• Although it is considered a National holiday, in actuality, there are no U.S. national holidays because the states retain the right to designate their own, and the government can only designate holidays for federal employees and for the District of Columbia. In practice, however, states almost always follow the federal lead.
(courtesy of the office of the Dept. of Veteran Affairs)

Poppies are often worn in the lapel on Veterans Day. As I pointed out last year, I remember my Grandfather (I was raised by my grandparents) always wore one. (Photo from Wikimedia Commons, so please click to see the full photo)

As a statistician, I found these figures interesting:
  • 4.7 million forces served in World War I (1914-1918).
  • 2.6 million veterans served during World War II (1941-1945).
  • 2.8 million veterans served during the Korean War (1950-1953).
  • 7.8 million veterans served during the Vietnam War era (1964-1975), which represents 33% of all living veterans.
  • 400,000 veterans served in the Persian Gulf War (1990-1991).
(courtesy of the US Census Bureau)

(2011 Veterans Day poster courtesy of Because this is a copied photo, please click to see the entire photo. Click here to see all the previous posters from 1978 to the present)

Every year the Department of Veterans Affairs issues a new poster commemorating this day. For the past two years, and now this year, I have shown the current poster on my blog.

I will leave you with this final quote, a bit of history I also noted above, that I found on
Veterans Day continues to be observed on November 11, regardless of what day of the week on which it falls. The restoration of the observance of Veterans Day to November 11 not only preserves the historical significance of the date, but helps focus attention on the important purpose of Veterans Day: A celebration to honor America's veterans for their patriotism, love of country, and willingness to serve and sacrifice for the common good.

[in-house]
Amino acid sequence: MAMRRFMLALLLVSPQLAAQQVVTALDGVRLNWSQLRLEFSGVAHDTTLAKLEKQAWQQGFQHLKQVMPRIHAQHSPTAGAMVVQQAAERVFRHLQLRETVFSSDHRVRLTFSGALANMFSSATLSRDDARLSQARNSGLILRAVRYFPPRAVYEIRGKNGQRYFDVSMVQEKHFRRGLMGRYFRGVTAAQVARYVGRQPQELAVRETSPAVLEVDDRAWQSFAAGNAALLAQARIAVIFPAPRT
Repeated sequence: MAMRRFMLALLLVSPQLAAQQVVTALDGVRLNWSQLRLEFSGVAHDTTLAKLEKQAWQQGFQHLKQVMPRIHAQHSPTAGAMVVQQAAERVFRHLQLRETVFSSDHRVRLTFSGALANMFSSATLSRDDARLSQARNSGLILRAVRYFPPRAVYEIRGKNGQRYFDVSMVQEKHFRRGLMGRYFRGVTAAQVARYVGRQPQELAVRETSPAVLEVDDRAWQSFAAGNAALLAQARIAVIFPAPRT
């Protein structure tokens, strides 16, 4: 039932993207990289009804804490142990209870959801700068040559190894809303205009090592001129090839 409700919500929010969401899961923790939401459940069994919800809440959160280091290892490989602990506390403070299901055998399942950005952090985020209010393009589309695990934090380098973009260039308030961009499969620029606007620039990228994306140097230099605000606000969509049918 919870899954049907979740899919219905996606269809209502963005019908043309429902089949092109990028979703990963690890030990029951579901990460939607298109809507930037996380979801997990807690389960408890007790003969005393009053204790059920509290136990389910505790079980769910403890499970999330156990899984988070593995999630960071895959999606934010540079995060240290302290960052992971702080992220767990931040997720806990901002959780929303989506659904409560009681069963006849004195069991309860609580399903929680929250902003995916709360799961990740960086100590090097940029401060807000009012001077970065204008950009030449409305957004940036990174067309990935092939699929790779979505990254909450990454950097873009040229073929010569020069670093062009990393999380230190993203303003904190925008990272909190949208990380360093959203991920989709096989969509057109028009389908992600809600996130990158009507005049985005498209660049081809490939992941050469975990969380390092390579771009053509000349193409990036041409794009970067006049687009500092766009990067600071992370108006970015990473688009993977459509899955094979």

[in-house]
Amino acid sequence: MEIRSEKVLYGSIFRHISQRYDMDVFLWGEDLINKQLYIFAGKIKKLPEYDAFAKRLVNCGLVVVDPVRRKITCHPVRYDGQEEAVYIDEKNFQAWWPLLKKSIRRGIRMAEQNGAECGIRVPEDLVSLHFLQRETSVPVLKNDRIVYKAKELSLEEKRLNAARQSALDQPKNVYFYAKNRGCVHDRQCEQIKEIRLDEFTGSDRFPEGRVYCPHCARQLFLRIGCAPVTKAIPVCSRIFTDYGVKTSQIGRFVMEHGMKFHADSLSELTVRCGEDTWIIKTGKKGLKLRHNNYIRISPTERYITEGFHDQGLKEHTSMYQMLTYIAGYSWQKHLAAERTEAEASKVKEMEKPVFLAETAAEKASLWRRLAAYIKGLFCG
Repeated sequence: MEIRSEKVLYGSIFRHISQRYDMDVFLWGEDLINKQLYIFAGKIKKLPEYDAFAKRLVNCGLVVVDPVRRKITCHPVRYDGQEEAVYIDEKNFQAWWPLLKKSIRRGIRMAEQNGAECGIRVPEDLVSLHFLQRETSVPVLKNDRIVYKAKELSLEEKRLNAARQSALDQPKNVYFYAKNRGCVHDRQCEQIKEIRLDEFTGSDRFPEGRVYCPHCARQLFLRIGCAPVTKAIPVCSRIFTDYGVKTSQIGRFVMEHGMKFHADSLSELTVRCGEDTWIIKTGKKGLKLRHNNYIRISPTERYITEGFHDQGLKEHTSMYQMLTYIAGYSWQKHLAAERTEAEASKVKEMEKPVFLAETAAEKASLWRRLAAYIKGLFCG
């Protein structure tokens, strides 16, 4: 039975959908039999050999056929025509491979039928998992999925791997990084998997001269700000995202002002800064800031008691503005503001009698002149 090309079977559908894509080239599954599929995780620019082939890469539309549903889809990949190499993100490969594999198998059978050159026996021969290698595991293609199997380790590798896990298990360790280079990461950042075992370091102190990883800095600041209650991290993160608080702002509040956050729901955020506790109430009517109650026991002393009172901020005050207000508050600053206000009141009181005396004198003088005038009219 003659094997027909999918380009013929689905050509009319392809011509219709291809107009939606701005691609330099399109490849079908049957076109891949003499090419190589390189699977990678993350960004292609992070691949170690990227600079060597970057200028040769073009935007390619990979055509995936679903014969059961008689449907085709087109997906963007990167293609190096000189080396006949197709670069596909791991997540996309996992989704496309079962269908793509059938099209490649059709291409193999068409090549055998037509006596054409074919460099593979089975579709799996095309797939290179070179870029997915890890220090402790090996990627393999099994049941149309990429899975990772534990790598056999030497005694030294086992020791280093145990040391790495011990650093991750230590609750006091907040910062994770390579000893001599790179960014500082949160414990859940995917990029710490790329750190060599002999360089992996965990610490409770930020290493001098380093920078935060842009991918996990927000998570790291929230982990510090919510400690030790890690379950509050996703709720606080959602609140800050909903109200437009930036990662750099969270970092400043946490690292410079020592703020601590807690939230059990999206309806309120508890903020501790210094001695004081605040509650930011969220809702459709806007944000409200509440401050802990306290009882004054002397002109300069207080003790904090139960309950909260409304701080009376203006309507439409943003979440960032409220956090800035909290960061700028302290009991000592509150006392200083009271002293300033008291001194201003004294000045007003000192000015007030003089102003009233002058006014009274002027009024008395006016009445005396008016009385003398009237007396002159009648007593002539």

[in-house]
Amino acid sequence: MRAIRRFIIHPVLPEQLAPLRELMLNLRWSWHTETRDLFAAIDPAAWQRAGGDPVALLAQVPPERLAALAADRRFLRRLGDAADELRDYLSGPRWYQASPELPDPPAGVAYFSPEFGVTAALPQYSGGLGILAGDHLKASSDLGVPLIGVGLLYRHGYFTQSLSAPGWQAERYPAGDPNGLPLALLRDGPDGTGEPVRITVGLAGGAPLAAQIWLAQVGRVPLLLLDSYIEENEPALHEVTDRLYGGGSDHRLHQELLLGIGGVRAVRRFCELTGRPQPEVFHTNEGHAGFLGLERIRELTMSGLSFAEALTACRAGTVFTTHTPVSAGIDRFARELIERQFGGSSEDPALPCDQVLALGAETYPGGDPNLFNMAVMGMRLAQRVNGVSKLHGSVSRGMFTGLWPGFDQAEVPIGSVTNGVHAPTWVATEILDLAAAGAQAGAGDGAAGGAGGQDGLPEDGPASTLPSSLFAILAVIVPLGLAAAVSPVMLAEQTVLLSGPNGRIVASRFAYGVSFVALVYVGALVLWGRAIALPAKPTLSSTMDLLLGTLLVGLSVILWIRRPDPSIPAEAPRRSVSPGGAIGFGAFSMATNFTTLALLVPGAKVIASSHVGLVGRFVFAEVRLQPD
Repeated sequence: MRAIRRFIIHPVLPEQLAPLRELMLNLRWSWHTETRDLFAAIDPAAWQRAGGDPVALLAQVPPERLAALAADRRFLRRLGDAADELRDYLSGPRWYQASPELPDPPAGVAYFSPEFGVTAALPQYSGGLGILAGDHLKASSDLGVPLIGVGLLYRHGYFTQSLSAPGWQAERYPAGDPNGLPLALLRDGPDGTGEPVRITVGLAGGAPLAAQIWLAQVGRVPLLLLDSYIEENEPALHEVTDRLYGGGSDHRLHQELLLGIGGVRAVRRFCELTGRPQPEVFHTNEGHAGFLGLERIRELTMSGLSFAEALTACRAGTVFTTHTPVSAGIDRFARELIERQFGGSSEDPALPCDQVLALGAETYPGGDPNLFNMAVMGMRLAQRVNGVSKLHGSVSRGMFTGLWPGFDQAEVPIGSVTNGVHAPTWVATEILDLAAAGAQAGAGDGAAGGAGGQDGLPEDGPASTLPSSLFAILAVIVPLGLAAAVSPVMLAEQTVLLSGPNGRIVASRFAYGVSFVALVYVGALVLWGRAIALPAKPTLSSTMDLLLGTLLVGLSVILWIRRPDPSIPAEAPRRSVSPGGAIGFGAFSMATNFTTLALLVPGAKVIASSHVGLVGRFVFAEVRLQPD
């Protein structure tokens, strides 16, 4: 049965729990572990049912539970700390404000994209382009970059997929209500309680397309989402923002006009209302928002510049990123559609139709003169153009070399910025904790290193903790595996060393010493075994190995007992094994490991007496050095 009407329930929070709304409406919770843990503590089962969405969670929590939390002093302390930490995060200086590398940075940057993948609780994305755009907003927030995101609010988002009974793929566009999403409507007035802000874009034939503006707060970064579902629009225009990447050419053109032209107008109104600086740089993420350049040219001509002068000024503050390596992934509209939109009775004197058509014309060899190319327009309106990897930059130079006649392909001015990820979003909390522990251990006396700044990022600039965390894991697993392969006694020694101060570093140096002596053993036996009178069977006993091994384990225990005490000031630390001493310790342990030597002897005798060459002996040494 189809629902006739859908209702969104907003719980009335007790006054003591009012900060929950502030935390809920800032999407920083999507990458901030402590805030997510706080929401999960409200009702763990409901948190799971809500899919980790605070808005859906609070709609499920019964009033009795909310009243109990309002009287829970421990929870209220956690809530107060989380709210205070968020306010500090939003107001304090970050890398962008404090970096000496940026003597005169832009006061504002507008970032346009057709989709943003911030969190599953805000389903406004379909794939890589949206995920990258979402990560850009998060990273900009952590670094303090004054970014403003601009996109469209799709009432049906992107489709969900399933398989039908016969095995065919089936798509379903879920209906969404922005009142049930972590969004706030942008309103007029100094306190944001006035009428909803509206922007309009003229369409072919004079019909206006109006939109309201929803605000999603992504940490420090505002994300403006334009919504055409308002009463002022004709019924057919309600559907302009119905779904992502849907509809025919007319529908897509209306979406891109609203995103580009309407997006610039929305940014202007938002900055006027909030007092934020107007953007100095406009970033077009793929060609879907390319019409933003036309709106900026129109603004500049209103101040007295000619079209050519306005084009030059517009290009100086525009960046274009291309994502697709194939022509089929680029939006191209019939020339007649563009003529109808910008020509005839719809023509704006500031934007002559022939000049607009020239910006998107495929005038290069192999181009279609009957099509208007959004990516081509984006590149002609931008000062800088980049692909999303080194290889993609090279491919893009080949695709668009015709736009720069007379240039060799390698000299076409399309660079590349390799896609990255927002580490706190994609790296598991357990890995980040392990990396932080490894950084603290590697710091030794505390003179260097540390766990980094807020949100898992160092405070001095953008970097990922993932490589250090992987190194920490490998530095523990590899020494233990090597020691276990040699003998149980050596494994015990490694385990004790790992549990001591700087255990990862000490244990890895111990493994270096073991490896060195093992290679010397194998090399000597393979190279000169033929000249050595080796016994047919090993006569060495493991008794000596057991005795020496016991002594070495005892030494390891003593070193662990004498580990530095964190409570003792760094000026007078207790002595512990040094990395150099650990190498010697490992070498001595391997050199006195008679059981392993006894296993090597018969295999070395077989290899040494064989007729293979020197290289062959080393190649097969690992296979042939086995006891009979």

Please don't forget that no matter how you say (or think) it, today is 11/11/11 in any and every country on earth. And enjoy your day, however you might spend it and please thank a Veteran for what s/he has done for you and your country, no matter which country you have visited from.

6 thoughtful remarks:

Marilyn Rock said...

A wonderful post, tribute and photos to go with it - thank you! xxoo

Halle said...

Thank you for this. Jacob just came home and said that he was to thank a veteran today...he's calling his Grandpa. :)

voodoo vixen said...

Lovely tribute to veterans everywhere Elizabeth.

Linda Manning Findley said...

I forget that not everyone knows about or why we have Veterans Day ... thanks for the capsule of history and helping others remember and understand .... Linda F

MaggieC said...

What a fantastic post, Elizabeth, with so many photos illustrating your busy life. I also hat all the electric cables, and some are hidden, but everything seems to need at least two cables each -2 printers, the computer with all its spaghetti, my new baby (the Cameo), the speaker wires for the computer, and the phone. Then there are the others that live in the drawer, like the heat gun. By the way, we still call it Armistice Day which is on the 11th day with a 2 minute silence at 11.00am. Then we have the Royal British Legion Festival of Remembrance at the Royal Albert Hall on the nearest Saturday and Remembrance Sunday Service at the Cenotaph on the nearest Sunday, both with 2 minute silence, and very moving. Although it started with remembering World War 1, it also remembers those from World War 2 and all the conflicts since. There are Remembrance Services at churches all over the country.